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February 2013 GNU Toolchain Update

Deep Thought
Hi Guys,

It has been a quiet month. The FSF GCC sources are closed to new features at the moment, so there are only a few new things to report:

* Support for the Altera NioS II architecture has been contributed to the Binutils.


* A new feature has been added to G++: "Function Multiversioning".

This allows the programmer to specify multiple versions of the same function, each of which is specialized for a particular variant of a given target. (At the moment only variants for the x86 target are supported). At runtime the appropriate version is automatically executed, depending upon the target where the execution takes place.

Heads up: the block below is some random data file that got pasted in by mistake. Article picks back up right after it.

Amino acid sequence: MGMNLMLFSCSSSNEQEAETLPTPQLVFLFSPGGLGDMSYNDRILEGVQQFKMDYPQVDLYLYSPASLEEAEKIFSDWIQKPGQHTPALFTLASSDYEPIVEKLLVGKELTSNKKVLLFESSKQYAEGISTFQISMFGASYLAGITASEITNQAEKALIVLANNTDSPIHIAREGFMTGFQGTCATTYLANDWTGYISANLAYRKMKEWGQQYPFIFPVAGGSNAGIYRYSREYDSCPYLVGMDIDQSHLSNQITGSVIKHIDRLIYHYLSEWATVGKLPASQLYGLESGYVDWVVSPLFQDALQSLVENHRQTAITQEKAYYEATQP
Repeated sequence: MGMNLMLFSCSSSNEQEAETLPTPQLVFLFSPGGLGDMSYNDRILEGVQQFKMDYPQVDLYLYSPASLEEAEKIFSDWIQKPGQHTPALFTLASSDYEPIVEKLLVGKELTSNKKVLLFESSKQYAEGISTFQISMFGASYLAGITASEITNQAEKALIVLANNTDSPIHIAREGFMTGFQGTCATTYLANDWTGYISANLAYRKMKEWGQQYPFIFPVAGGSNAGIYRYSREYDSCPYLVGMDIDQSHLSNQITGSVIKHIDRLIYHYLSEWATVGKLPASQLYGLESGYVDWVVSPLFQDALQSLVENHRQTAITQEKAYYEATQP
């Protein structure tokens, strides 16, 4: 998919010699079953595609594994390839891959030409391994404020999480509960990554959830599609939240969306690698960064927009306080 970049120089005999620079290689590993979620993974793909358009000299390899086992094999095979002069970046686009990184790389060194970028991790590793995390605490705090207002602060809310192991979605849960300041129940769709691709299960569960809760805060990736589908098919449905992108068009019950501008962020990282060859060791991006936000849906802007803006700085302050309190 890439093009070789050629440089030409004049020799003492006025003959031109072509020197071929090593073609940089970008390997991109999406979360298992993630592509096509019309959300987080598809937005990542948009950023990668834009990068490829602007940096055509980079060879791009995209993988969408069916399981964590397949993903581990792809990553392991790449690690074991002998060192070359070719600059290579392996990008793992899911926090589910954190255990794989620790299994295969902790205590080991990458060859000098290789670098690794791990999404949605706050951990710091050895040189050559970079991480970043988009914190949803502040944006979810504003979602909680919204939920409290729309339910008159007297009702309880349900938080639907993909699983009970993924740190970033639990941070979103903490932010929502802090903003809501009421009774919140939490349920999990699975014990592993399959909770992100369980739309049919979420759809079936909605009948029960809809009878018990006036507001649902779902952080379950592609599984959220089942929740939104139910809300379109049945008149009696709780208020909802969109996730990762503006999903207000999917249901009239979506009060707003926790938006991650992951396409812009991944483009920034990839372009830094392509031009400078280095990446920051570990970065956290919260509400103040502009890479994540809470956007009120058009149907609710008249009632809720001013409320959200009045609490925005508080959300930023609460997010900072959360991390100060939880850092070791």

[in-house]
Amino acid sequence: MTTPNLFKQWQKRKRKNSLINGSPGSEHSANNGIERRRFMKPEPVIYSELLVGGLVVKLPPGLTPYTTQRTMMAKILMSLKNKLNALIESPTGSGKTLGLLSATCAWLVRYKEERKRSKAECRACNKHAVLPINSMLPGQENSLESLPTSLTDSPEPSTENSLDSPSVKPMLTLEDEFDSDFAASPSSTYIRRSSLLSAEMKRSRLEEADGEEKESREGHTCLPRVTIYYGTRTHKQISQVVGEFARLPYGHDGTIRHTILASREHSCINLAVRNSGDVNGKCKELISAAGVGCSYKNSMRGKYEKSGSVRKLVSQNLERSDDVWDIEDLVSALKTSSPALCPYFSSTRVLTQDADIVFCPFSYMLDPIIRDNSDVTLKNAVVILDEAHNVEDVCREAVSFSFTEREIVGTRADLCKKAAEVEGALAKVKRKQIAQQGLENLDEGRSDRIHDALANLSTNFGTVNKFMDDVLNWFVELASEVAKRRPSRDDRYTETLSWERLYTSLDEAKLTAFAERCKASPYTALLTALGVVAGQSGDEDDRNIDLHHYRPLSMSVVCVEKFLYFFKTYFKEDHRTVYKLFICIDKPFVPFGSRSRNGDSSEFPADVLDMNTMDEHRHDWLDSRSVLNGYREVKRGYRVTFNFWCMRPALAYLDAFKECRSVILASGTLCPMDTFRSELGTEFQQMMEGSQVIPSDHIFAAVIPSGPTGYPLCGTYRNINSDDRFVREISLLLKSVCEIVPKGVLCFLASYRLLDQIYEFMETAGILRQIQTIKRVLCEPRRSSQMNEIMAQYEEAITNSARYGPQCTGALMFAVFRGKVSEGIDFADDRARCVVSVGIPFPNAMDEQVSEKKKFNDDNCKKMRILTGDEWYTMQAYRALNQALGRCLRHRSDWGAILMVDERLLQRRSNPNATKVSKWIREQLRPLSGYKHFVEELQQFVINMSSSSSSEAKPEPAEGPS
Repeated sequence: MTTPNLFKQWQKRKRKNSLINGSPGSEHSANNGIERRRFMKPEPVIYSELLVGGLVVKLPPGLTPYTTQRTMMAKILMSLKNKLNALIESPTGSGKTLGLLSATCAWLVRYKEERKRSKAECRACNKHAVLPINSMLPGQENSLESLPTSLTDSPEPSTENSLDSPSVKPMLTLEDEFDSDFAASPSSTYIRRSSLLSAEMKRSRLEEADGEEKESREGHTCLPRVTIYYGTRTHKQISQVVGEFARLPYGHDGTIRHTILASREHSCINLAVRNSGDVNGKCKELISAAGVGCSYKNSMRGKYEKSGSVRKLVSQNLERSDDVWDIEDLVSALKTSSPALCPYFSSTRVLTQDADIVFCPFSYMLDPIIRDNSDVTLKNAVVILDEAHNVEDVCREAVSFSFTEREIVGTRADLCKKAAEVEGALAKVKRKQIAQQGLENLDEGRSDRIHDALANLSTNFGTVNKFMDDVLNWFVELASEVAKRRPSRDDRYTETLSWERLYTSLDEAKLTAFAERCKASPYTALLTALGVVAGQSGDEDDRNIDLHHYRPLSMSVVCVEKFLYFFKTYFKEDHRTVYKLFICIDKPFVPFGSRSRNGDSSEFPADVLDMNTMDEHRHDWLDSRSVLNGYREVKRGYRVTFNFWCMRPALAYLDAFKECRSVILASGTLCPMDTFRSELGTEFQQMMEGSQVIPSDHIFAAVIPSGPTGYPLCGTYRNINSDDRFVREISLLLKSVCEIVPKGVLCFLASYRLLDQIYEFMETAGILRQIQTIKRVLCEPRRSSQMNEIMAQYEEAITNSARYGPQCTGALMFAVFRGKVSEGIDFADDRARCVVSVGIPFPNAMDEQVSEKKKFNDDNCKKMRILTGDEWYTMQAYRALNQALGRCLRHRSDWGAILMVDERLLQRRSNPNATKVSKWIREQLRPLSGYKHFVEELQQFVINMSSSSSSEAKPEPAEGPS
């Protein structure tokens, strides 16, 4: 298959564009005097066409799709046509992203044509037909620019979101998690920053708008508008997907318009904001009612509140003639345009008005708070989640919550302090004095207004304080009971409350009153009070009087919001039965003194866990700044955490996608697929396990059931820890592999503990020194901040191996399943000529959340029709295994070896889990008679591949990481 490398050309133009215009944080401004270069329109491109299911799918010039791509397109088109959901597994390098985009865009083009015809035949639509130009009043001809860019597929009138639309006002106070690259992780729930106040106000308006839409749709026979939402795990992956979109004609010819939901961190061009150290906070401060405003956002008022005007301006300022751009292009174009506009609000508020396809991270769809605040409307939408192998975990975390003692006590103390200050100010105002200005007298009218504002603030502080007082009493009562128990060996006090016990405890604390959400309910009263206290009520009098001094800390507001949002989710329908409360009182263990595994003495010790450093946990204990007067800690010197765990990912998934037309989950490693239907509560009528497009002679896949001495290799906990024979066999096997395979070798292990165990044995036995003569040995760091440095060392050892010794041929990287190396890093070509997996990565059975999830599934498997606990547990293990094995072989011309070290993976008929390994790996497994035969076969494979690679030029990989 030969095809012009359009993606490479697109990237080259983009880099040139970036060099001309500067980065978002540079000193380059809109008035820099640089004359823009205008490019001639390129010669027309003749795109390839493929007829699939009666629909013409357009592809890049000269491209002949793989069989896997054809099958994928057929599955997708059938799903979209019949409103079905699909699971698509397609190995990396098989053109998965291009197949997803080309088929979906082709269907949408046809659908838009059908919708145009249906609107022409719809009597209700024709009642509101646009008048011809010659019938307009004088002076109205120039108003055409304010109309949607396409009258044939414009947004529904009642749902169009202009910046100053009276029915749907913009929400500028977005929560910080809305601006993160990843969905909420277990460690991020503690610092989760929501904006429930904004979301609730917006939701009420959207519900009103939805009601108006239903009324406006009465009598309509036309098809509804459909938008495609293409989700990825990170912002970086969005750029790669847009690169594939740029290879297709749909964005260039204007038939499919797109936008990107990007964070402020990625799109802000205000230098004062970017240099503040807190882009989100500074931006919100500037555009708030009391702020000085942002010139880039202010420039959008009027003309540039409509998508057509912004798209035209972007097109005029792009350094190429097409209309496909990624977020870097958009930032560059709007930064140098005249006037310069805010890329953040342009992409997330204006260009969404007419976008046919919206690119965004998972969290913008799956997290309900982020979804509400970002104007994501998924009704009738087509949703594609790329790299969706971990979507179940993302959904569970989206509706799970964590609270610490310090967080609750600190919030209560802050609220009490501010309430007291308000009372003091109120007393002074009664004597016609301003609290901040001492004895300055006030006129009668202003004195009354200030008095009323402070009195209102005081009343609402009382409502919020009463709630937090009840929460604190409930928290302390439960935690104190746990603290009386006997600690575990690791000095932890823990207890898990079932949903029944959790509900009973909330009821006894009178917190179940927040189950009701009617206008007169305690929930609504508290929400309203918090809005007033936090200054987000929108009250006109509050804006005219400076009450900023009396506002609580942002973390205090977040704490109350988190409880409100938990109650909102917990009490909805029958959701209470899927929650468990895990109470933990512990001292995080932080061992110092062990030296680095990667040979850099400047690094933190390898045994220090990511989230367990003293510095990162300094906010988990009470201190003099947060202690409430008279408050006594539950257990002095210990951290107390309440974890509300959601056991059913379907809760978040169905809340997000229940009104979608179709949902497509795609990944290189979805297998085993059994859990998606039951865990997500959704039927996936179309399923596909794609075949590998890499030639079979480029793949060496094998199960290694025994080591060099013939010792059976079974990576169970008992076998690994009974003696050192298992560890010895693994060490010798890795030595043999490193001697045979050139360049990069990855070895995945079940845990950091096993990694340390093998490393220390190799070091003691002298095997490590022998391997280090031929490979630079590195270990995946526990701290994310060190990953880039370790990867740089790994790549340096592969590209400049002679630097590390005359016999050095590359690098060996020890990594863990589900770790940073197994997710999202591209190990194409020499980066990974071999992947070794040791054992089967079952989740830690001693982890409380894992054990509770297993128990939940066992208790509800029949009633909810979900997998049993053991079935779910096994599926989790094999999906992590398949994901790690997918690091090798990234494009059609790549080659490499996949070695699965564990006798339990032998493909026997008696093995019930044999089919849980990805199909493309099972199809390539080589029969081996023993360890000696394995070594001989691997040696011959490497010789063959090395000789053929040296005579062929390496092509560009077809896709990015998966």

For example:

__attribute__ ((target ("default"))) int foo () { return 0; }
__attribute__ ((target ("sse4.2"))) int foo () { return 1; }
__attribute__ ((target ("arch=atom"))) int foo () { return 2; }

When foo() is executed the result returned will depend upon the architecture where the program runs, not the architecture where the program was compiled.

See http://gcc.gnu.org/wiki/FunctionMultiVersioning for more details.


* GCC's loop optimizer has been improved. It will now use language constraints to help it derive bounds for the number of iterations of a loop. The bounds are then used as a guide to loop unrolling, peeling and loop exit test optimizations.

This does assume that the loop code does not invoke undefined behaviour by, for example, causing signed integer overflows or making
out-of-bound array accesses. If necessary this optimization can be turned off via the new command line option:

-fno-aggressive-loop-optimizations

Cheers
Nick

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